Toxic Cultures in Higher Education
Monica D.T. Rysavy, Ph.D., Ed.D.
Russell S. Michalak, MLIS
Trevor A. Dawes, MLS
Jon Cawthorne, Ph.D.
About this Edited Collection
With a new decade, there are now emerging challenges in higher education due to COVID, inequity, social justice, food insecurity, wage disparity. Even before the pandemic, there has not been a broad examination of higher education workplace cultures. This CfP seeks interested authors who work in higher education to identify the signs, find solutions and collectively address the problems that create and sustain toxic cultures. Toxic cultures in libraries have not been well-documented in the literature. Furthermore, what publications do exist, minimally (if at all) focus on how to effectively navigate or improve the culture of organizations struggling with a toxic culture.
We are soliciting chapters of case studies for our upcoming edited collection (published by ACRL) that discusses the toxic "us vs. them" culture between libraries, library staff, and any other college and university stakeholder group that is so pervasive in much of higher education.
We are looking for contributions from a broad spectrum of individuals working in higher education. Each chapter should be written through the lens of equity, diversity, and inclusion.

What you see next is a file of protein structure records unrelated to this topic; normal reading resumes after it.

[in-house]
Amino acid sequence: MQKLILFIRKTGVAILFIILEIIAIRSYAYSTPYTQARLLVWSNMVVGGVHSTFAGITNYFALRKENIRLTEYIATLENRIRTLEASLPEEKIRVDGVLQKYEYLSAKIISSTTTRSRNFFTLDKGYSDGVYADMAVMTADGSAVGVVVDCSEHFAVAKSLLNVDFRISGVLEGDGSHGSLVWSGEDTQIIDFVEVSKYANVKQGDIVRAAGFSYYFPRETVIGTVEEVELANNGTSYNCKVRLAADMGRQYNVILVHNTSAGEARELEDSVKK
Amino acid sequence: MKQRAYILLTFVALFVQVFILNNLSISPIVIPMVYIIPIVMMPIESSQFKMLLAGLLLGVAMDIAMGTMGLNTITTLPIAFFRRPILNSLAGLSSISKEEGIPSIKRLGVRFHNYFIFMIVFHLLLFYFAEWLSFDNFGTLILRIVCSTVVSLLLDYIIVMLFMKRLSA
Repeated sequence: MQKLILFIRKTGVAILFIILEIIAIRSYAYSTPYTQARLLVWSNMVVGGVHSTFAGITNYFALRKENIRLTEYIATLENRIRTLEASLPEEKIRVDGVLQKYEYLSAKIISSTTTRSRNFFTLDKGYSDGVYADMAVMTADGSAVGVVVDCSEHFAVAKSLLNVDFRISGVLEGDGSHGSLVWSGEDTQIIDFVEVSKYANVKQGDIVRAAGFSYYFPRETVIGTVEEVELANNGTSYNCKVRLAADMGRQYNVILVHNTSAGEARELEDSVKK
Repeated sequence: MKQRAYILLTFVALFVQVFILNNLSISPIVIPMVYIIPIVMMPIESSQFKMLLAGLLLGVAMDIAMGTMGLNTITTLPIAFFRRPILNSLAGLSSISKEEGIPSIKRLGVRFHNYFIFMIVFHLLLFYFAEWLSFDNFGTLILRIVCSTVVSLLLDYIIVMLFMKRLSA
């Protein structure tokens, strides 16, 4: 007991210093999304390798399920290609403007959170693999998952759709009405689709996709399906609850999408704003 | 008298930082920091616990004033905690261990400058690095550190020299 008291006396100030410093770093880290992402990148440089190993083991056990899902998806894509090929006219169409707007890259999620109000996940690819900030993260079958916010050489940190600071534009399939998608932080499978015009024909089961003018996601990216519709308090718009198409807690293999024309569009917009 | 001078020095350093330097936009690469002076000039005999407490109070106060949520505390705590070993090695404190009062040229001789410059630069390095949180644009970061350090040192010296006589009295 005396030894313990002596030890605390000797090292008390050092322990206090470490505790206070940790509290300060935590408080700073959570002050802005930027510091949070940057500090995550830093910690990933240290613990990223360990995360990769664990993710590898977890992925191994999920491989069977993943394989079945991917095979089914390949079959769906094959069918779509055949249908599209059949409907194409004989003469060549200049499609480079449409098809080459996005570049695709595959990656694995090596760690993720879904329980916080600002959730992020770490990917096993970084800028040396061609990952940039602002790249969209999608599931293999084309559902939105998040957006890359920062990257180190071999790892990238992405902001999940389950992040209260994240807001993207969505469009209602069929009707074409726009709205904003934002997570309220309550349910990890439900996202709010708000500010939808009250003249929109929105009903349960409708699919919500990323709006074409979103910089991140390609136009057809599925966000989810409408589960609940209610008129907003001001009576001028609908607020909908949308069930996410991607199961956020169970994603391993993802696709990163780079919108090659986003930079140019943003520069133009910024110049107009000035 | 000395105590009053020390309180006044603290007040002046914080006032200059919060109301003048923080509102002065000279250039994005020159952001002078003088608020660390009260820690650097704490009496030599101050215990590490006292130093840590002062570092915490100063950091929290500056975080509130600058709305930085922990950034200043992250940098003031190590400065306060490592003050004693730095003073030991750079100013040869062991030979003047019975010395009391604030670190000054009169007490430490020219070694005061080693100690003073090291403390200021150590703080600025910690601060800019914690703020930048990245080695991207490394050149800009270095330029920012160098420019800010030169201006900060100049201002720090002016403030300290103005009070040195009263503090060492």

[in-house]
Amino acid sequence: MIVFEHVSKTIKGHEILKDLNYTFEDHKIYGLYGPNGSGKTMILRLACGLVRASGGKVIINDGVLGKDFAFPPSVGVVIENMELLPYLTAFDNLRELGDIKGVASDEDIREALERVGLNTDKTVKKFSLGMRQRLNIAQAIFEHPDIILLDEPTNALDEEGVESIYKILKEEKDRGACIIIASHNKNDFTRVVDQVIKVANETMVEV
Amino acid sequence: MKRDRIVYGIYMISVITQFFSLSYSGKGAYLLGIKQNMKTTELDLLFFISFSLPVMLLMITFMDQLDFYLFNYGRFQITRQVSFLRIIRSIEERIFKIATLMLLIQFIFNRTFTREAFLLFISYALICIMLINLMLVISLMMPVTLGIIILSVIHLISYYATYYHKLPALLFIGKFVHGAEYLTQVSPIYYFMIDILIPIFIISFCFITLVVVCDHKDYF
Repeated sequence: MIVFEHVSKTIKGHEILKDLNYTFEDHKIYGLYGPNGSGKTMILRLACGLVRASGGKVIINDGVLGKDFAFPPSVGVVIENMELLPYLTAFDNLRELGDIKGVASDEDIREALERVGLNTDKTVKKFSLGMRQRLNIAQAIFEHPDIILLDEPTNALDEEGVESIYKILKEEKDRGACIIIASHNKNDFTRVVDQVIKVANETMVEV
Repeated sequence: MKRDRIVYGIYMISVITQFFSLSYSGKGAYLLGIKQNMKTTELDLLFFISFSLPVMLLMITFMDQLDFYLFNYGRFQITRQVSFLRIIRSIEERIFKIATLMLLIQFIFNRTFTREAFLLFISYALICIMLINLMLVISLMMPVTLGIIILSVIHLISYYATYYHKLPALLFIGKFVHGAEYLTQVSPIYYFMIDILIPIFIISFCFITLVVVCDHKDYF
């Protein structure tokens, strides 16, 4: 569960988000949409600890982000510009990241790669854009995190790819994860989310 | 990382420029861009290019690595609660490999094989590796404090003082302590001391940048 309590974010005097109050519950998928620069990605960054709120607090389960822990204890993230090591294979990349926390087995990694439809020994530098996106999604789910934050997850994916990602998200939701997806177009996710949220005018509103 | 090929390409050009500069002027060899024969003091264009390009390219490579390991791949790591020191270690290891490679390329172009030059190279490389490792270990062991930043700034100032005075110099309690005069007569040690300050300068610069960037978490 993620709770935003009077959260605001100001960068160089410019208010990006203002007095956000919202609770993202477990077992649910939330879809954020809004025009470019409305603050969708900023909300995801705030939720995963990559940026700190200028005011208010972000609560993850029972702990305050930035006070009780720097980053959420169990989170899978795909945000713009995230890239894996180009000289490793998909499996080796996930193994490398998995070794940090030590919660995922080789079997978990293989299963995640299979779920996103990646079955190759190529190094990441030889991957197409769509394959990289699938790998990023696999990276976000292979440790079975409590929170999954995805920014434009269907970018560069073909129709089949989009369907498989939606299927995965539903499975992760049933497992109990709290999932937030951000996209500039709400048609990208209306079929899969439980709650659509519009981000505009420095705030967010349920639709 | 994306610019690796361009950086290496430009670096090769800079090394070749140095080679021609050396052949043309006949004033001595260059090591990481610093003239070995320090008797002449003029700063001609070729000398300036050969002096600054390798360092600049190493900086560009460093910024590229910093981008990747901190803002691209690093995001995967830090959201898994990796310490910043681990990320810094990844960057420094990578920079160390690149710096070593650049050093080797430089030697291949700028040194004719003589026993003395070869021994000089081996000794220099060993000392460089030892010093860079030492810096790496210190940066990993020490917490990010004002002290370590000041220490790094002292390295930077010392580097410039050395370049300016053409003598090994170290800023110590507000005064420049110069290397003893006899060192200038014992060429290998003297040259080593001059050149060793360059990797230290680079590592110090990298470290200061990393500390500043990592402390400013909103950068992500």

Chapter topics may focus on, but are not limited to the following:
Each chapter (3,500 - 5,000 words) should provide lessons learned and/or practical suggestions for readers to provide actionable advice for resolving institutional and organizational concerns related to toxic behaviors in the workplace.
November 1, 2021 - CfP opens
November 19, 2021 - CfP closes
December 10, 2021 - Notification of submission status (accepted or declined) sent
February 7, 2022: 1st Draft Due*
February 25, 2022: 1st round revisions are sent by Editors to Contributors
May 7, 2022: 2nd round revisions* are due by Contributors to Editors
3rd round revisions: As needed
July 8, 2022: Final Manuscript submitted to Publisher
* Please note that all chapters will be reviewed by potentially all editors for commenting and track changes.
How to Submit Your Proposal
Please submit your proposal by completing the proposal submission form available by visiting https://airtable.com/shrZEzzlTcgy7H1i2.
Please note that a 500-word abstract is required (and must be submitted via a shared Google doc in the submission form) and should include an overall outline of the proposed chapter with clearly labeled relevant headings that address the topic of the edited collection as described in this CfP. Please make sure to also address, even if only at a high level, what lessons learned / practical actionable next steps readers can take away from your chapter to hopefully help address similar concerns they may be facing.
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